What do we offer? It could be you like “anything” by Pat Boone or it might be Bill Gaither. Not only do we have their music in our library, we are fortunate to have many CDs by my contemporary, Christian music writer and performer, Ross King. As many from here know, Ross has been writing music about as long as he could write the alphabet, and most people in the Brazos Valley in the past 20 years are familiar with his songs. “Hallelujah for the Cross” is his most recent nationally famous composition but he has more. Songwriters always have “more” as their creative souls must be heard.
Which brings me back to Natalie Sleeth. A good friend introduced me to her music many years ago and I shook my head to think that she was the one who wrote “Hymn of Promise.” I have to admit that I had not started looking up things about songwriters before. If I like a song, I buy it or play it on the radio or on my iTunes. Frankly, I just knew it as “707”; if you’d have asked me, “What is that favorite Methodist hymn we all like to sing?” I’d have been able to say “707.”
Isn’t it amazing how integral music is to both worship and to ceremonies in which we honor the lives of our loved ones? Who are the people who write these great songs that we, ashamedly, sometimes take for granted that we’ll remember as our parents’ favorites? We have so many songs in our collection to be picked out by someone when there is sufficient time to give deep thought to recalling the favorites that were integral parts of their lives. But sometimes there is no time to recall when a death occurs and you need to make decisions “now.” That’s where our family can help you.
One day I had to know more about the woman who wrote “707.” Found a web site that noted she was a native of Illinois, who studied music theory, and sang in the choir at Wellesley College. She married a Methodist minister, Ronald Sleeth, and played organ in their church in Glencoe, Illinois, while studying organ at Northwestern University.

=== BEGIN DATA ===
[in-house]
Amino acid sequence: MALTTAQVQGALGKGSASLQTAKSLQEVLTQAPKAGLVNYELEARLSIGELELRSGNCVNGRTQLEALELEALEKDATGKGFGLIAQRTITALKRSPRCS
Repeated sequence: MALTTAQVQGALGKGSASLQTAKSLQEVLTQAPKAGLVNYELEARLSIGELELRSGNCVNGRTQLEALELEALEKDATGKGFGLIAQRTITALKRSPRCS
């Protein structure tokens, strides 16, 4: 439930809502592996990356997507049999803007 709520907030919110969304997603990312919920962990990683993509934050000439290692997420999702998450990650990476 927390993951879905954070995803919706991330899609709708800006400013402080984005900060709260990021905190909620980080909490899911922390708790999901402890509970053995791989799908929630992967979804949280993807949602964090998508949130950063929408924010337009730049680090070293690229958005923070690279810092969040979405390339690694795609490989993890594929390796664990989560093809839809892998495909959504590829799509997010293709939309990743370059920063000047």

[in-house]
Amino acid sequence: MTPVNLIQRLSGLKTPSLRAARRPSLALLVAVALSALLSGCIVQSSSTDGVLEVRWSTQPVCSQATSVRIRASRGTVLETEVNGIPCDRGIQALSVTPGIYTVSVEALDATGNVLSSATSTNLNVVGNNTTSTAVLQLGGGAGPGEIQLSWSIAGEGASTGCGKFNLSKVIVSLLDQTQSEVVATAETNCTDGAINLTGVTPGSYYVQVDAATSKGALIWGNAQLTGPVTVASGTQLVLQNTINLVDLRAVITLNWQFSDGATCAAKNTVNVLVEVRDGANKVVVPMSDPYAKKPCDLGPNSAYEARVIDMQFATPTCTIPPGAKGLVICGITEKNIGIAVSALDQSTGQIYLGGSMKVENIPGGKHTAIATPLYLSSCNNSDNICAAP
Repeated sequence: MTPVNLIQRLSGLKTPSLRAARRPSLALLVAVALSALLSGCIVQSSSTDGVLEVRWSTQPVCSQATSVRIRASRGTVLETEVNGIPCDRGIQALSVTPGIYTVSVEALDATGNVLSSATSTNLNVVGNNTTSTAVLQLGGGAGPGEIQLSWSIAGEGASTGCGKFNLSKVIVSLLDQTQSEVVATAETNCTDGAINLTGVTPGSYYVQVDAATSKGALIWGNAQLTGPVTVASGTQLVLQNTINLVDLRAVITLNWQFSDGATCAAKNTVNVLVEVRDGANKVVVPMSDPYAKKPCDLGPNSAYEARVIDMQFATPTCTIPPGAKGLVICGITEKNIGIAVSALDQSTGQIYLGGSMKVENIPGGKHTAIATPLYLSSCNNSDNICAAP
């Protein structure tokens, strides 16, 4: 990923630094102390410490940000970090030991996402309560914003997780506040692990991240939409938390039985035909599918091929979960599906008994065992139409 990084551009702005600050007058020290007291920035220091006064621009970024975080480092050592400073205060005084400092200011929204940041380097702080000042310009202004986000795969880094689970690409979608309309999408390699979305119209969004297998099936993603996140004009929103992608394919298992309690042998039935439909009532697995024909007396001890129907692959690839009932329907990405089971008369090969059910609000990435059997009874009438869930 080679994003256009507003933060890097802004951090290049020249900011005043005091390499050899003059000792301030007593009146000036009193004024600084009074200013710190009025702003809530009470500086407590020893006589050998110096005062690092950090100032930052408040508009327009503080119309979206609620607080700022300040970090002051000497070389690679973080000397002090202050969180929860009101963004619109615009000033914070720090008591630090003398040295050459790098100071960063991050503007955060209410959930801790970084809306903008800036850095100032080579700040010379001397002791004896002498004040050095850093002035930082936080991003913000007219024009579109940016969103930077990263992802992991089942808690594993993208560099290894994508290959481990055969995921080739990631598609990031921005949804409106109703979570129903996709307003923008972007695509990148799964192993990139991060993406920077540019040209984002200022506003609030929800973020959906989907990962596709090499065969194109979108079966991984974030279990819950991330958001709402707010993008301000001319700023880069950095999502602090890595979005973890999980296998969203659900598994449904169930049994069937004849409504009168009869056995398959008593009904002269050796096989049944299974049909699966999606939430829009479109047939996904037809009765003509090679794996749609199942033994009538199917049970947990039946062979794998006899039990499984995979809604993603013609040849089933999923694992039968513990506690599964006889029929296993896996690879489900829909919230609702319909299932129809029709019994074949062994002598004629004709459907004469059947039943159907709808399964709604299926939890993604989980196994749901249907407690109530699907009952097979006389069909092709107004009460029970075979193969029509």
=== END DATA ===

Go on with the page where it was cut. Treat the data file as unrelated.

When they relocated to Dallas, Natalie directed children’s choirs at one of the largest churches there, Highland Park Methodist Church. At SMU, she studied with two people who, I am told, are “premiere” at choral music, Lloyd Pfautsch and Jane Marshall.
Learning this fact, you might think that I’d have just said, “Okay, thanks,” and that would have been the end of it. It wasn’t. It was in a Sunday morning worship service that my eyes stared blankly at the bottom of the page we were singing, and I became fixated on the name Natalie Sleeth. Natalie Sleeth. “707.” “Hymn of Promise.” When she wrote this song I’m convinced that even if I haven’t got all the words to all three verses memorized, I’ll never forget she wrote it, because it is a song that brings such comfort to so many people in so many different settings.
Whether it is on a quiet Sunday morning in church after an Aggie football game that we hear her words or are moved by her melody, or whether it is a funeral in which I am present, this song often comes up as many people’s “favorites.”
I’m pretty sure I’m right when I say that Natalie Sleeth never once had any idea at all that just one of the many (180 or so) songs she’d written and published would become so legendary, at least in my mind. Wish I’d have had a chance to say thank you to her in person.
What are your favorite songs that people would know right off the bat are “yours”? Are they hymns from church? Are they songs from classic rock, metal rock, early country-western, Southern gospel? What songs make your world go around?
Feel free to post your favorite songs here on my blog. I want to hear what your favorites are, just to make sure I have them in our collection.
Cody D. Jones ‘02
Owner and Community Member